On the surface, Los Angeles' Chinatown seems to be just like other historical Chinatown, such as those in San Francisco, New York and others that were founded in the 19th century and have survived to this day. But Los Angeles is unique in one major respect: Its current Chinatown dates only from the 1930s and effectively began as a movie set–esque ethnic theme park for tourists, with very few Chinese people actually living in the area.
Yes, Los Angeles did have a vibrant late–19th century/early–20th century downtown Chinatown, but it was leveled in 1933 to make way for Union Station. While civic do-gooders thought they were providing two nearby replacements for the historic old Chinatown in the form of New Chinatown on North Broadway and China City on North Spring, by the time these projects were completed in the late 1930s, virtually all of the Chinese residents had moved out of the immediate area. It wasn’t until more than three decades later, in the late 1960s, that federal immigration law reform repopulated Los Angeles Chinatown with Chinese residents.
So does this mean that Los Angeles did not have a real Chinatown from the 1930s to the 1960s? Well, yes and no. If your definition of Chinatown is a place for tourists to mingle with everyday Chinese-Americans in their natural habitat, the answer is no, because New Chinatown and China City were primarily tourist attractions, and almost all of the Chinese who worked at the shops and restaurants went home someplace else at night. But if Chinatown means a community where Chinese-Americans live, work, eat, shop, gamble and worship, the answer is yes. This community was adjacent to the downtown City Market wholesale produce terminal, which ran along San Pedro Street between Ninth and 11th streets. The City Market was founded predominantly by Chinese businessmen in 1909, and rivaled Chinatown’s tourist activities as the economic backbone of L.A.'s Chinese community for much of the 20th century. My father worked his way up in the City Market from truck driver to accountant to wholesale produce company co-owner in a half-century-long association with the area.
Many of the best Chinese restaurants of the day, including New Moon, Man Fook Low, Paul’s Kitchen, Modern Café, Paul’s Cafe, Li Wah Café, Moon Palace and On Luck Restaurant, were located on or near San Pedro Street. So was Hong Kong Noodle Co., which may (or may not) have invented the fortune cookie, but which definitely once asked me whether I’d be interested in composing fortune cookie inserts. And City Market dining was not completely off the pop culture radar. While Hollywood types generally gravitated toward the bright lights of Los Angeles Chinatown, screen goddess Mae West hung out at Man Fook Low; there are numerous historical references to her affinity for that restaurant. Also, California Gov. Jerry Brown held an inaugural “dinner” at Man Fook Low. The New Moon was a popular venue for Japanese-American weddings, and Chinese-American banquets too, as recently as the early 1980s, when we held my son Eric’s red egg baby party there. It is no understatement to say that the City Market area was the real Chinatown of its era, the unique mid–20th century American Chinatown without camera-toting tourists or souvenir shops.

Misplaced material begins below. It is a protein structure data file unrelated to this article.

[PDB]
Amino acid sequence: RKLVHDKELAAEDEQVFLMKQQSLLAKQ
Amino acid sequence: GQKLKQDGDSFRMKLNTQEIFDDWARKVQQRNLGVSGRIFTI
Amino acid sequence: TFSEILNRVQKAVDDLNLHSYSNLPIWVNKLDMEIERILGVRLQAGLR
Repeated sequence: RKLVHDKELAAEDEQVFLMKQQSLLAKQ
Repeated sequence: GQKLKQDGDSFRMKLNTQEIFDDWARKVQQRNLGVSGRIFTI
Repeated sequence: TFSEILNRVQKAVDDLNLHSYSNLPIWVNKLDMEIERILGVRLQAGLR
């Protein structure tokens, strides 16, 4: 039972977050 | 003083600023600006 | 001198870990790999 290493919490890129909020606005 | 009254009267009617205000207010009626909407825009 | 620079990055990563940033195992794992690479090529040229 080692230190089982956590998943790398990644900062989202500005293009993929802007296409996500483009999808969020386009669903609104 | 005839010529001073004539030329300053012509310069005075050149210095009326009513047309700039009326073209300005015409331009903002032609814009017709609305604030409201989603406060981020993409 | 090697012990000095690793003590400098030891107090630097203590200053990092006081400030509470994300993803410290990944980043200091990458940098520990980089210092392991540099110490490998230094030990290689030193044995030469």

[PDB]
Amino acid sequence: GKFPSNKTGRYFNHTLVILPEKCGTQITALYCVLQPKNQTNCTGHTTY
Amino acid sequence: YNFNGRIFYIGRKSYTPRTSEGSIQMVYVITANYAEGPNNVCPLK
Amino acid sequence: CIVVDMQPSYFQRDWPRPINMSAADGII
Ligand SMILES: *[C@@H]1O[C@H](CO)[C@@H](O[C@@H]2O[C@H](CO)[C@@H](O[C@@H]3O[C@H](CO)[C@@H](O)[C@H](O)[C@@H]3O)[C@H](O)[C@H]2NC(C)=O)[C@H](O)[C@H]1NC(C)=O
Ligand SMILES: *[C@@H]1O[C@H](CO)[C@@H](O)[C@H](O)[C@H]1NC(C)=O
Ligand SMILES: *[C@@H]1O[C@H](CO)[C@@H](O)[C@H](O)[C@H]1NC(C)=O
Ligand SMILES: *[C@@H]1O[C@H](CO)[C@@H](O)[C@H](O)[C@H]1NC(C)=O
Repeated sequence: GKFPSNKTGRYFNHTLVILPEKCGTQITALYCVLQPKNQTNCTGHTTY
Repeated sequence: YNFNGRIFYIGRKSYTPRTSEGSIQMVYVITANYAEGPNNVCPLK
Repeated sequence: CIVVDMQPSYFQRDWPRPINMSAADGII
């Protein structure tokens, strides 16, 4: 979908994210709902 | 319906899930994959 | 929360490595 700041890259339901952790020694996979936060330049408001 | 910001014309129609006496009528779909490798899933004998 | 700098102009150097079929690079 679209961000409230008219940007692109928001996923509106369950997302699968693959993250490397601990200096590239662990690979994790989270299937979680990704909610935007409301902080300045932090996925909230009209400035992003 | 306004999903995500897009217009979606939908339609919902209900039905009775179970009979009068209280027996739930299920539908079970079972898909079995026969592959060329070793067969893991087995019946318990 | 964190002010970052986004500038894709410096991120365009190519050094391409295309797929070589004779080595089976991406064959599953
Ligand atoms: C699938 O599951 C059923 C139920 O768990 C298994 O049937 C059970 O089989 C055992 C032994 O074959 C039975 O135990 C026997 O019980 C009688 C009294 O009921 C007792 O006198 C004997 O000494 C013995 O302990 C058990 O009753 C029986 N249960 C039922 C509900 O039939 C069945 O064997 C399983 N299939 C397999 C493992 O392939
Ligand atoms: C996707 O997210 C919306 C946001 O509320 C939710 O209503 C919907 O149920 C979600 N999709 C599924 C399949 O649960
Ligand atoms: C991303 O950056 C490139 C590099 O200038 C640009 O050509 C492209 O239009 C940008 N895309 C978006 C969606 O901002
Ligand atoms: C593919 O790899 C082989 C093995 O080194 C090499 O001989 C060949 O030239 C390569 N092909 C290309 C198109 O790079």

Today the only remnant of the Chinese community here is the venerable Paul’s Kitchen, still going strong after seven decades, complete with its Tommy Lasorda special dinner. When the Chinese immigration spigot turned on in the late 1960s, Chinatown and then the San Gabriel Valley became the destination for L.A.’s new Chinese residents as the City Market slowly faded away as a Chinese neighborhood. The decline of the City Market produce terminal was accelerated in the 1990s by the refurbishment of the larger and more modern wholesale produce terminal at Seventh and Alameda streets, leading to the relocation of the City Market’s major produce houses to that facility. While some of the smaller produce wholesalers stayed behind, produce activities were eventually displaced by the eastward expansion of the adjacent Garment District, capped by the demolition of the City Market’s principal produce terminal in 2012.
If you like this story, consider signing up for our email newsletters.
SHOW ME HOW
But like Los Angeles Chinatown 2 miles to the north, the City Market is poised to emerge as a center of non-Chinese dining. The market itself is on the road to becoming a $1 billion mixed-use commercial and residential community, though it may take two decades for the buildout to be complete. At 11th and San Julian streets, a dining plaza dubbed City Market South is already in its opening phase. While it looks nothing like the artist renderings showing a bustling plaza area with a panoply of dining options, City Market South has seen its first two significant openings, while other spaces in the plaza are being readied for future occupancy. First to join Paul’s Kitchen as an area destination is the third branch of Cognoscenti Coffee, serving coffee, tea and sandwiches. More recently, chef Steve Samson’s Rossoblu has begun its fine Bolognese dinner service, and has already vaulted to the top of the local Italian food scene with large crowds coming for the artisan pasta dishes and braised pork shoulder. Other spaces in the City Market South dining plaza are at the finishing-up stages, with one spot being claimed by Charles Phan of San Francisco’s Slanted Door fame; the next opening might be an open-air cocktail bar from Steve Livigni and Pablo Moix.
For those like me who remember what the City Market was like decades ago, the changes that have already occurred are an incredible transformation. And for the old-timers like my dad, the future plans for the area would have been totally beyond belief.